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Meth's artificial strength

Law enforcement talks about the impacts of the drug in jail


A chair with restraints sits near the main entry at the Union County Jail. Sometimes the side effects of methamphetamine give the user superhuman strength. (Cherise Kaechele/The Observer)

The use of methamphetamine is rampant in Union County, according to Union County Sheriff’s Office Capt. Craig Ward. Many inmates in the local jail are there because of meth.

Approximately 50 percent of the inmates are there on drug charges, said UCSO Sgt. Nick Huelter. Of those inmates, an estimated 95 percent are addicted to meth.

“People use it because it makes them feel good,” Ward said. “But it’s not worth it in the short term — or the long term.”

Meth stimulates the central nervous system, he said.

“You get a feeling of euphoria, you’re energized, and you get

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The use of methamphetamine is rampant in Union County, according to Union County Sheriff’s Office Capt. Craig Ward. Many inmates in the local jail are there because of meth.

Approximately 50 percent of the inmates are there on drug charges, said UCSO Sgt. Nick Huelter. Of those inmates, an estimated 95 percent are addicted to meth.

“People use it because it makes them feel good,” Ward said. “But it’s not worth it in the short term — or the long term.”

Meth stimulates the central nervous system, he said.

“You get a feeling of euphoria, you’re energized, and you get a feeling of invincibility,” Ward said.

On top of that, those who are high on meth can have a increase of inhuman-like strength.

“It’s a release of truly incredible physical strength,” he said.

And law enforcement has the extra challenge of putting that person into a prison cell.

Huelter said the “weird” thing is, the drug manifests itself differently.

“Some people will sleep, while others will experience energy,” he said.

Ward and Huelter said they have seen people “beat their head against the wall” while under the influence of the drug.

“It’s insane behavior,” Huelter said.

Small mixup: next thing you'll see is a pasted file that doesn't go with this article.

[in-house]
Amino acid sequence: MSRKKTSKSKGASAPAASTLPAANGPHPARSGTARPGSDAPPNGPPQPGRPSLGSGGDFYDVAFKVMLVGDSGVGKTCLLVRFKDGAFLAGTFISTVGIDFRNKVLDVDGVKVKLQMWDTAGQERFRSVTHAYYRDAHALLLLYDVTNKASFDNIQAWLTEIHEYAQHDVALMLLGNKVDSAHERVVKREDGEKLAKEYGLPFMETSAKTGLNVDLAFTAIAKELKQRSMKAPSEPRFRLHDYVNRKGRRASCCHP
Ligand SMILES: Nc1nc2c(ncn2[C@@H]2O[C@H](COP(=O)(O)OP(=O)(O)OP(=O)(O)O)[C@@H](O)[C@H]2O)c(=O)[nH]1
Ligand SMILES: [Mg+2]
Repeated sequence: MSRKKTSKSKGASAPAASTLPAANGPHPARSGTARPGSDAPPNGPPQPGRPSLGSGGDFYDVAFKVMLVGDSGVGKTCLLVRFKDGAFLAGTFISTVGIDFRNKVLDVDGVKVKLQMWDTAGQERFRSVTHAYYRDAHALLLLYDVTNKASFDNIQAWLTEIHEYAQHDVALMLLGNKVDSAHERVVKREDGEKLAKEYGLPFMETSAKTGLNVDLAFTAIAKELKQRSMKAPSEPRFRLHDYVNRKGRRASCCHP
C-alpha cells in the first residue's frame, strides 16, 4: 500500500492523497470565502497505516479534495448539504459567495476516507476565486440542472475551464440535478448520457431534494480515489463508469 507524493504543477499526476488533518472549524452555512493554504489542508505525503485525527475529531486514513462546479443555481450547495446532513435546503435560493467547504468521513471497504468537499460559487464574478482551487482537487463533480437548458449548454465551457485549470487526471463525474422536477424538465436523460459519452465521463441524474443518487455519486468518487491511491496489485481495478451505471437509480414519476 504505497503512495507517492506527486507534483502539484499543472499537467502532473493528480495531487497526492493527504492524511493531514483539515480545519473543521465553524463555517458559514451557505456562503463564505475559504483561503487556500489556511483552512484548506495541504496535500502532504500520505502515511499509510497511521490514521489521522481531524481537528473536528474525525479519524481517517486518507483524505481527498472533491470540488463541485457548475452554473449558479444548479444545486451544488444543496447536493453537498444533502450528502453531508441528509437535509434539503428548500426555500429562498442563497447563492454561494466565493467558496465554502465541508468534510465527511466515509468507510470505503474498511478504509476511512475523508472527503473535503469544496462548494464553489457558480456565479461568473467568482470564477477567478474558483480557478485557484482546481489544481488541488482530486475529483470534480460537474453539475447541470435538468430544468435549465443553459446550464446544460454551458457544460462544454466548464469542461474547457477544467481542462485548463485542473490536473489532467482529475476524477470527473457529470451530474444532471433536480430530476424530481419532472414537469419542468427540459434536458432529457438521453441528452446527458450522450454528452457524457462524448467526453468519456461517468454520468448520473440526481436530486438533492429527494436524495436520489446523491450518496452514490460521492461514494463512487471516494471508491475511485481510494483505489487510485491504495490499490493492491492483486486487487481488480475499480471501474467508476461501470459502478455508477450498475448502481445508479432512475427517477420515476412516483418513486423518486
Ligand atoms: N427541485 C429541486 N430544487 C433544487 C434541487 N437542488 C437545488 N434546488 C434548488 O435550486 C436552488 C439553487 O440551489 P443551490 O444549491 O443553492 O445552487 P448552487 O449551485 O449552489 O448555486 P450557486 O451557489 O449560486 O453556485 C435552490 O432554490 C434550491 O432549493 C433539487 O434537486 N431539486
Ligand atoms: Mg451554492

Another challenge is that when they are confronted with someone who seems high, officers can only guess at what’s causing the behavior. Until they have the results of a drug test, they base it off what they’ve seen in the past.

The reaction can also be a sign of someone who is mentally incapacitated.

“We can’t tell whether it’s organic or illegal,” Huelter said.

The county is massively under-resourced when it comes to handling inmates with mental illness, Ward said. Those resources the county does have won’t take patients who have illegal drugs in their system.

This poses a problem when a mentally ill person is under the influence of a hard drug because he or she isn’t suitable for the general population at the jail.

The jail has an isolation cell, two segregation cells and a detoxification cell. The detox cell has no toilet — which means the inmate can’t be in there for long due to regulations. The single isolation cell has a toilet and shower.

That results in its own set of problems since Ward said inmates have dove headfirst to the cement floor after jumping from one of the fixtures.

“We have yet to reach the point where we’ve needed more than four (isolation) rooms (at the same time),” Huelter said.

Meth isn’t always the culprit, Huelter said. They are seeing more people who are high from taking bath salts.

Where meth can give a person a high for three days, the high from bath salts can last up to three weeks.

“They are seeing and hearing things that are on a whole new level,” Huelter said. “They could’ve been normal for the last three to four days we saw them, then the high can start.”

The effects of the drug “can’t be quantified,” he said.

“There’s no reasoning with them,” Huelter added.

Bath salts added another dimension to the drug scene, Ward agreed. Now, the two drugs are being combined, which makes the inmates’ symptoms even more erratic.

The officers utilize the restraints they have at the jail as best they can, Huelter said.

“Some people aren’t combative at all,” he said. “Others are insane. We try to very carefully restrain them to keep themselves and the officers safe.”

Ideally, Ward said, they’ll have four officers in the jail available on the weekdays. There are two on the weekends, with three floor deputies outside the jail.

“That’s not enough when someone is combative,” Ward said.

Those inmates who are highly violent don’t care about putting themselves, or the officers, in danger.

“They have artificial strength,” Ward said. “They’re impervious to pain and they don’t care if they hurt us.”

A lot of the time, people become addicted to meth or other hard drugs because they were born into the lifestyle or as a result of trauma, Ward said.

Meth is a drug that people can easily get addicted to, Ward said.

While 10 percent of people who drink alcohol become addicted, 90 percent of those who use meth become addicted, Ward estimated.

“It’s a highly dangerous drug,” Ward said.